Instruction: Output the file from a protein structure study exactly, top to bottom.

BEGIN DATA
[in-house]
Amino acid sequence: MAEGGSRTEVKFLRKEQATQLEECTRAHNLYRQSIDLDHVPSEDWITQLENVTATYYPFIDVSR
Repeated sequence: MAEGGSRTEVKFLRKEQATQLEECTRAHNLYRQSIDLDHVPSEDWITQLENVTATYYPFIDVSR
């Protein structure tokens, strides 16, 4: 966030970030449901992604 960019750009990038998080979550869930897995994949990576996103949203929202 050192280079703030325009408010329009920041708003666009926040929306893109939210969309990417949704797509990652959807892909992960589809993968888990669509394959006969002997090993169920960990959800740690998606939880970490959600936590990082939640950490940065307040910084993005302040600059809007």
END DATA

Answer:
[in-house]
Amino acid sequence: MAEGGSRTEVKFLRKEQATQLEECTRAHNLYRQSIDLDHVPSEDWITQLENVTATYYPFIDVSR
Repeated sequence: MAEGGSRTEVKFLRKEQATQLEECTRAHNLYRQSIDLDHVPSEDWITQLENVTATYYPFIDVSR
């Protein structure tokens, strides 16, 4: 966030970030449901992604 960019750009990038998080979550869930897995994949990576996103949203929202 050192280079703030325009408010329009920041708003666009926040929306893109939210969309990417949704797509990652959807892909992960589809993968888990669509394959006969002997090993169920960990959800740690998606939880970490959600936590990082939640950490940065307040910084993005302040600059809007």